In this wider sense, one will have to say that faith accompanies conversion from its inception. Conversion is never a blind impulse by which man, without knowing why, would be driven to God. Knowledge is an essential element that never can be completely missing. It is a calling that draws and impels man, not a mystical something that has nothing to do with the truth.
It is another question how far saving faith in the narrower sense belongs to conversion. If someone is under conviction of sin and the reality of his situation is placed before his eyes by the faith just described, that does not yet actually include that he also exercises a faith that surrenders. Awareness of sin and of deserving damnation is logically a different concept than trusting in the Mediator. It is not only a different concept, but also a concept that must precede the latter. Without the conviction of sin, the act—the exercise—of faith is unthinkable. Also, believing in Christ is something reasonable that occurs in the light of truth, not a blind, mystical urge. Thus it is not subject to any doubt that, in order, repentance and the knowledge of sin precede surrendering faith. However, one should keep the following in view:

    a)      That this can only apply to the act of faith and not to its disposition. The latter is given in regeneration and so, in order, also precedes repentance. It underlies faith in the wider sense as well as in the narrower sense. Only by this disposition does it become possible for the sinner to see the reality of his relationship with God. It is the basis of both the activity of the intellect of the converted person, by which he sees the things of God correctly, and the inclination of his will, by which he agrees with God’s declaration. Indeed, when God declares that the sinner is lost and deserving damnation, then there belongs to believing this witness not only an enlightened intellect but also a will bent to His. And the disposition that is the root of both of these can only precede repentance if it is to be the true repentance of conversion.
    b)      The distinction made here is a logical one and not a chronological one or a distinction in time. It is not as if the sinner is first brought to the knowledge of himself, of his lost condition and of his relationship as a sinner toward God, and then, after having spent considerable time in this situation, suddenly comes to the knowledge of Christ and His righteousness. Without doubt such cases do occur. There have been those converted who have wrestled before God for days and weeks almost without hope as lost, without the glimmer of faith occurring in their consciousness. But we may not make the presence or absence of such a condition a distinguishing mark of true conversion. One can even assume that this experience does not occur in the majority of those converted. Still, it is so that a historical knowledge of Christ is present from the outset in all those converted who come to repentance. God’s way of proceeding is such that He only works conversion where one lives under the ministry of the Word, and so where a certain degree of knowledge of the truths of salvation is found. Where the notion of the Mediator is already in the consciousness, then from the first moment of conversion on it will generate a lesser or greater activity of the faith that accompanies repentance. In this way the activity of repentance and faith can coincide chronologically, and the one can affect the other. The knowledge of Christ and His righteousness do not remain without influence on the sinner’s consciousness of guilt, but shape it. And in many cases it will be impossible to indicate precisely what first entered the consciousness clearly: repentance, or faith.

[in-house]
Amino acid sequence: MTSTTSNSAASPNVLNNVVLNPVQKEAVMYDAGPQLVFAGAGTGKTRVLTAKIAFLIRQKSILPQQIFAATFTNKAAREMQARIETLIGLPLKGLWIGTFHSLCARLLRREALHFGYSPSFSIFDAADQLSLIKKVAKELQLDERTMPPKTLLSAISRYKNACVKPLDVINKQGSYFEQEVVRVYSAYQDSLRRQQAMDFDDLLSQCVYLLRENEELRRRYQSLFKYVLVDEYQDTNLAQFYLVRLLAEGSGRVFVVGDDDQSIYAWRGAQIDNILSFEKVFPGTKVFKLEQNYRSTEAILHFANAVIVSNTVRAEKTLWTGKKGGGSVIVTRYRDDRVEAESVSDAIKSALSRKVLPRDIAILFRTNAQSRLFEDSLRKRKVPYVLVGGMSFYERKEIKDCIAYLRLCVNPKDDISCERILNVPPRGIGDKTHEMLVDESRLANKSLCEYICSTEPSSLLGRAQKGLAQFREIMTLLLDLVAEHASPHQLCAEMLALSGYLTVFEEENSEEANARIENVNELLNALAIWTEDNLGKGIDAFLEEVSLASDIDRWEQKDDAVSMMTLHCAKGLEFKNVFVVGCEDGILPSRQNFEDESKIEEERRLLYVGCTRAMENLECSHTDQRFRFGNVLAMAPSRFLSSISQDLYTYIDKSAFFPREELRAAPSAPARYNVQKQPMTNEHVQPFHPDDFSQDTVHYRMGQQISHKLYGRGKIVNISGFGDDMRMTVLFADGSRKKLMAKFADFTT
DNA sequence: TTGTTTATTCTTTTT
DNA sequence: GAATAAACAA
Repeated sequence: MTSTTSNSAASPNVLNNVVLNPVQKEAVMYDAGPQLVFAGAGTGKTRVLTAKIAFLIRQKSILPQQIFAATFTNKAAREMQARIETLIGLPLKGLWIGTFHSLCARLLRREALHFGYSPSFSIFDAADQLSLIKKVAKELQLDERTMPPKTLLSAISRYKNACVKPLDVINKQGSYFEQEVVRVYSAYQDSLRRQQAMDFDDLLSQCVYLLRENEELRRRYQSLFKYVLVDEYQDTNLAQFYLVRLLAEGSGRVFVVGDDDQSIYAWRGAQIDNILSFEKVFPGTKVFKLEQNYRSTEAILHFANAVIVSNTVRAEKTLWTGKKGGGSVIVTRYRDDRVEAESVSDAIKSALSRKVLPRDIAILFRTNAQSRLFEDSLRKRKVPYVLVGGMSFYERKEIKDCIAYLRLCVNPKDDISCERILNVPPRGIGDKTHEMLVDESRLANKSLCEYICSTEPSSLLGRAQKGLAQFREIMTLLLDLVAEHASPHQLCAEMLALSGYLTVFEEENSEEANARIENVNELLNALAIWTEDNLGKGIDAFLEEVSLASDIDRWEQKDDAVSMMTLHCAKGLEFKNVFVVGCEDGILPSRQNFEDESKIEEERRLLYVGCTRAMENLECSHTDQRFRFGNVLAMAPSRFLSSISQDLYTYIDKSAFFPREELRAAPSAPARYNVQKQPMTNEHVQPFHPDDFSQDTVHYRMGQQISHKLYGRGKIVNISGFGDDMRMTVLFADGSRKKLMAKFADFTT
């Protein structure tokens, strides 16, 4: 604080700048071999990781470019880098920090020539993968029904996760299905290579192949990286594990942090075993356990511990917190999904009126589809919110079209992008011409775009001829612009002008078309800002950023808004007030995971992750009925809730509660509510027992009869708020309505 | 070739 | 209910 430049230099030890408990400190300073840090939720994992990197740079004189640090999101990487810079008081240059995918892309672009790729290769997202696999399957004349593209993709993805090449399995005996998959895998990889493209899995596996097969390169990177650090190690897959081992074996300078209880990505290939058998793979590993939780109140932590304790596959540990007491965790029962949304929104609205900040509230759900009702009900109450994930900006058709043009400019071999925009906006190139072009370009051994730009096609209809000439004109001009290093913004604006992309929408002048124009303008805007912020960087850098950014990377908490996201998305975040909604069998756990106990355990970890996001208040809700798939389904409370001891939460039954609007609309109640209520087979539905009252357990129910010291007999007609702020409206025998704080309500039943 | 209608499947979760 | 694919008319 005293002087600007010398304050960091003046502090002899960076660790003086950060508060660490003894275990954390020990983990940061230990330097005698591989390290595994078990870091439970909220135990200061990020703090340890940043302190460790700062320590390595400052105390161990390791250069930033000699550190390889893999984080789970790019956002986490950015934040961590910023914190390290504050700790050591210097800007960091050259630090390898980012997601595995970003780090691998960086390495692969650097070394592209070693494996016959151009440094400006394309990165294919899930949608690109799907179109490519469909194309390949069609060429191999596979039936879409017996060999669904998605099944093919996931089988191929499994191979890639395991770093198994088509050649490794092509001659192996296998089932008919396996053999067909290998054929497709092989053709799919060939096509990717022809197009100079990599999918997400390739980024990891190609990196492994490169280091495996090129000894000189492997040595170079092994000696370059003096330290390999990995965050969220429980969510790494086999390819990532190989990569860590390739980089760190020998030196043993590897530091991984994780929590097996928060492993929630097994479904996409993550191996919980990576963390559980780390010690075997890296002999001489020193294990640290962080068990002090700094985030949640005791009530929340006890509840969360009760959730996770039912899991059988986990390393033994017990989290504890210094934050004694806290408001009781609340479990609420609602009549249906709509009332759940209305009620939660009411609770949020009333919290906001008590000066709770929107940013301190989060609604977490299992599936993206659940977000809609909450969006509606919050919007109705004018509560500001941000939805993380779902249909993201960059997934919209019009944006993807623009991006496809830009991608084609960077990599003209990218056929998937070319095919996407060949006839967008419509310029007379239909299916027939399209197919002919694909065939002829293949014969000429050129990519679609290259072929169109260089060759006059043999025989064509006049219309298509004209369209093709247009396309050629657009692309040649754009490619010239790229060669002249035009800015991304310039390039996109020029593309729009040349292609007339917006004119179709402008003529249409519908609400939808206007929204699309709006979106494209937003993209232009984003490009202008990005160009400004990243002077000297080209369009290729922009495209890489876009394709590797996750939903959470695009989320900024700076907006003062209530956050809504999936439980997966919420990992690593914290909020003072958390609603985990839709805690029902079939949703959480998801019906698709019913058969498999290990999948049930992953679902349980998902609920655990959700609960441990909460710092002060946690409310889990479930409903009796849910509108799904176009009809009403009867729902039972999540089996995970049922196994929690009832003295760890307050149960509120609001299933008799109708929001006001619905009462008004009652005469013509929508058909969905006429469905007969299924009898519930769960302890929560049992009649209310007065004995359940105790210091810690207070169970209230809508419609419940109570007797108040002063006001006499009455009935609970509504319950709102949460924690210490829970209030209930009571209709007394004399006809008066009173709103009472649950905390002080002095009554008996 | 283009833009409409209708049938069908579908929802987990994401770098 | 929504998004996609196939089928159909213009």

c)      Conversion also includes the source of sanctification. Now, the rule is firm that there cannot be genuine Christian sanctification that does not grow on the root of justification. And justification, in turn, is only given to saving faith. At the same time, this includes that conversion as a source of sanctification presupposes the activity of faith. It is also entirely impossible that the sinner would try to do something good for God and devote himself to God as a pleasing sacrifice as long as he feels that he lies under the curse and does not have the consciousness, at least in principle, to be cleansed by the merits of Christ and to be accepted by God. The entire positive side of conversion—actively turning toward God—is inseparable from justifying faith. We see here again how the various saving acts of God, however much they can and must be distinguished logically, nevertheless may not be separated from one another as if they did not affect each other. Rather, they involve each other at every point and are interwoven with each other. We found that regeneration is included in effectual calling. We now find, in approximately the same sense, that justification is surrounded by the various activities of conversion.

15. Who is the author of conversion?